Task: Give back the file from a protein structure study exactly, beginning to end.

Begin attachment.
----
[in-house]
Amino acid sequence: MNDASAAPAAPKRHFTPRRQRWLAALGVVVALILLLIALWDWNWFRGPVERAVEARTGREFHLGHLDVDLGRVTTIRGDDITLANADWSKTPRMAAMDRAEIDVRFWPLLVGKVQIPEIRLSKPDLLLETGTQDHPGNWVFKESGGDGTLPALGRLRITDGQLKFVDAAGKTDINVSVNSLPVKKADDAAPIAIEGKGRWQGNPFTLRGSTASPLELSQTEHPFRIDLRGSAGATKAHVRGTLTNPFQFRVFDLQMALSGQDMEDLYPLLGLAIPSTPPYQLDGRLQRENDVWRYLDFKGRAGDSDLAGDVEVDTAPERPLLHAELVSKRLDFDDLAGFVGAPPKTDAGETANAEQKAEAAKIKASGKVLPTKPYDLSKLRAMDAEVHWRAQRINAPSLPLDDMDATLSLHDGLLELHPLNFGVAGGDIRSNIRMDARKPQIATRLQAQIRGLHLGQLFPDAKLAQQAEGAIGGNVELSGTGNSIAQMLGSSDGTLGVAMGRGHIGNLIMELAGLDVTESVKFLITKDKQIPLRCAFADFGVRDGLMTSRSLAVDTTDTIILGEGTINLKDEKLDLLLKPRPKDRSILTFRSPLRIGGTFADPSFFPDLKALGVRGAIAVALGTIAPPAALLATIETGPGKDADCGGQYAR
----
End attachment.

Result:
[in-house]
Amino acid sequence: MNDASAAPAAPKRHFTPRRQRWLAALGVVVALILLLIALWDWNWFRGPVERAVEARTGREFHLGHLDVDLGRVTTIRGDDITLANADWSKTPRMAAMDRAEIDVRFWPLLVGKVQIPEIRLSKPDLLLETGTQDHPGNWVFKESGGDGTLPALGRLRITDGQLKFVDAAGKTDINVSVNSLPVKKADDAAPIAIEGKGRWQGNPFTLRGSTASPLELSQTEHPFRIDLRGSAGATKAHVRGTLTNPFQFRVFDLQMALSGQDMEDLYPLLGLAIPSTPPYQLDGRLQRENDVWRYLDFKGRAGDSDLAGDVEVDTAPERPLLHAELVSKRLDFDDLAGFVGAPPKTDAGETANAEQKAEAAKIKASGKVLPTKPYDLSKLRAMDAEVHWRAQRINAPSLPLDDMDATLSLHDGLLELHPLNFGVAGGDIRSNIRMDARKPQIATRLQAQIRGLHLGQLFPDAKLAQQAEGAIGGNVELSGTGNSIAQMLGSSDGTLGVAMGRGHIGNLIMELAGLDVTESVKFLITKDKQIPLRCAFADFGVRDGLMTSRSLAVDTTDTIILGEGTINLKDEKLDLLLKPRPKDRSILTFRSPLRIGGTFADPSFFPDLKALGVRGAIAVALGTIAPPAALLATIETGPGKDADCGGQYAR